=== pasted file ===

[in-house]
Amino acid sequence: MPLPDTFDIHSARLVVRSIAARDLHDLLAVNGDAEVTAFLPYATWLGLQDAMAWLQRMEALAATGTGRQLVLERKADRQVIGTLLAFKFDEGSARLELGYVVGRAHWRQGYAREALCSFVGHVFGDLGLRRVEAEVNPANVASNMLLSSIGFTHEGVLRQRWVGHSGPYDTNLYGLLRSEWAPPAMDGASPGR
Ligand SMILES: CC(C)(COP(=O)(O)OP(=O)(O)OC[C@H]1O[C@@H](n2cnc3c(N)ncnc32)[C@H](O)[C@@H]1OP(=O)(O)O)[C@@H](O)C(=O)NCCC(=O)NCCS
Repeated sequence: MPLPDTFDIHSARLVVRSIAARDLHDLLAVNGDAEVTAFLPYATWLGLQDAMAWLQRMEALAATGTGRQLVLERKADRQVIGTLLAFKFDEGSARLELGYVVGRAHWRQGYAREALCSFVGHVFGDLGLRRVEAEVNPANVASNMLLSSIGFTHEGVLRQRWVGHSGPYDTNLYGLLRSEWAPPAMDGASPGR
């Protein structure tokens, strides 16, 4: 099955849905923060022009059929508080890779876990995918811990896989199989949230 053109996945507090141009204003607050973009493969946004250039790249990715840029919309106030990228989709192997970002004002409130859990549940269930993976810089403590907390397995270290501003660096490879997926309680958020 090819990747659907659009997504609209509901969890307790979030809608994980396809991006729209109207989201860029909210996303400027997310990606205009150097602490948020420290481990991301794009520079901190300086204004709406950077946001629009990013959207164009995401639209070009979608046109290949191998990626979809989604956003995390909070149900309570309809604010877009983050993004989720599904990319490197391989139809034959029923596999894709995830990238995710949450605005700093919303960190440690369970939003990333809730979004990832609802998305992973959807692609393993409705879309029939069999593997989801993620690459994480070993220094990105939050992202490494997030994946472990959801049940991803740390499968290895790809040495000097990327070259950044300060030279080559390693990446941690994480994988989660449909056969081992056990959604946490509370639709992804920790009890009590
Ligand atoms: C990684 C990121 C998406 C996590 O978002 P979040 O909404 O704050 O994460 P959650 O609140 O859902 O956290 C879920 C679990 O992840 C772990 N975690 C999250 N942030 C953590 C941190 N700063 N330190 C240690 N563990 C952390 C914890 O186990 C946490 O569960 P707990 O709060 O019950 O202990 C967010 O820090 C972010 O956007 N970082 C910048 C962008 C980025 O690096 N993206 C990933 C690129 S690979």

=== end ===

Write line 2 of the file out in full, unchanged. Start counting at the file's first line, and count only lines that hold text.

Amino acid sequence: MPLPDTFDIHSARLVVRSIAARDLHDLLAVNGDAEVTAFLPYATWLGLQDAMAWLQRMEALAATGTGRQLVLERKADRQVIGTLLAFKFDEGSARLELGYVVGRAHWRQGYAREALCSFVGHVFGDLGLRRVEAEVNPANVASNMLLSSIGFTHEGVLRQRWVGHSGPYDTNLYGLLRSEWAPPAMDGASPGR